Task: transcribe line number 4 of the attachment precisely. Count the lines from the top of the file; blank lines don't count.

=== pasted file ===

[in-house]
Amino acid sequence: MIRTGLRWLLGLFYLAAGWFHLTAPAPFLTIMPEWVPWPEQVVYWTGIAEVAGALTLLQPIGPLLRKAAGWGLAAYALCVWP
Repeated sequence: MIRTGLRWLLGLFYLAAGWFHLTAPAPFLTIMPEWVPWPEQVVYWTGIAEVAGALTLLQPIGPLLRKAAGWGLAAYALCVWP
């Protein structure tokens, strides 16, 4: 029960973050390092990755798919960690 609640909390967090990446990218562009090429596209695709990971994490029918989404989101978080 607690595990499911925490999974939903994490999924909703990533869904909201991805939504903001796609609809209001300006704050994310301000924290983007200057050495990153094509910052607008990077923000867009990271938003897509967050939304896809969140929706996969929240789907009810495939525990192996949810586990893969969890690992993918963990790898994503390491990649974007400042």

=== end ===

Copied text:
């Protein structure tokens, strides 16, 4: 029960973050390092990755798919960690 609640909390967090990446990218562009090429596209695709990971994490029918989404989101978080 607690595990499911925490999974939903994490999924909703990533869904909201991805939504903001796609609809209001300006704050994310301000924290983007200057050495990153094509910052607008990077923000867009990271938003897509967050939304896809969140929706996969929240789907009810495939525990192996949810586990893969969890690992993918963990790898994503390491990649974007400042």